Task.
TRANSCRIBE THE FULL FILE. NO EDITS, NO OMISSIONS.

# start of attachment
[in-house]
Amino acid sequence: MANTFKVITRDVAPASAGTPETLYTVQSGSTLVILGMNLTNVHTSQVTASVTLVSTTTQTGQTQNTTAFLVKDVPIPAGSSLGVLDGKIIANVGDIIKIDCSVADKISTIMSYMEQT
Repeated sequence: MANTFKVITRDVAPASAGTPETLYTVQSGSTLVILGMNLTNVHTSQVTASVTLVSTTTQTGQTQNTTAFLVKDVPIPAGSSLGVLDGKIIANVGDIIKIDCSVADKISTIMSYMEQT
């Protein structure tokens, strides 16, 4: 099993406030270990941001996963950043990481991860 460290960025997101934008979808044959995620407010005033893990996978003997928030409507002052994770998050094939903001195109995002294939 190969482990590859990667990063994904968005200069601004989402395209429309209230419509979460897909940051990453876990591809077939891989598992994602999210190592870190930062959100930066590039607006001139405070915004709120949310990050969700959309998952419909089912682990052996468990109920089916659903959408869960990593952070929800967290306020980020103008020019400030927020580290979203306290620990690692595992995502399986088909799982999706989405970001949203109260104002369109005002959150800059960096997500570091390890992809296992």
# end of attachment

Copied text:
[in-house]
Amino acid sequence: MANTFKVITRDVAPASAGTPETLYTVQSGSTLVILGMNLTNVHTSQVTASVTLVSTTTQTGQTQNTTAFLVKDVPIPAGSSLGVLDGKIIANVGDIIKIDCSVADKISTIMSYMEQT
Repeated sequence: MANTFKVITRDVAPASAGTPETLYTVQSGSTLVILGMNLTNVHTSQVTASVTLVSTTTQTGQTQNTTAFLVKDVPIPAGSSLGVLDGKIIANVGDIIKIDCSVADKISTIMSYMEQT
């Protein structure tokens, strides 16, 4: 099993406030270990941001996963950043990481991860 460290960025997101934008979808044959995620407010005033893990996978003997928030409507002052994770998050094939903001195109995002294939 190969482990590859990667990063994904968005200069601004989402395209429309209230419509979460897909940051990453876990591809077939891989598992994602999210190592870190930062959100930066590039607006001139405070915004709120949310990050969700959309998952419909089912682990052996468990109920089916659903959408869960990593952070929800967290306020980020103008020019400030927020580290979203306290620990690692595992995502399986088909799982999706989405970001949203109260104002369109005002959150800059960096997500570091390890992809296992």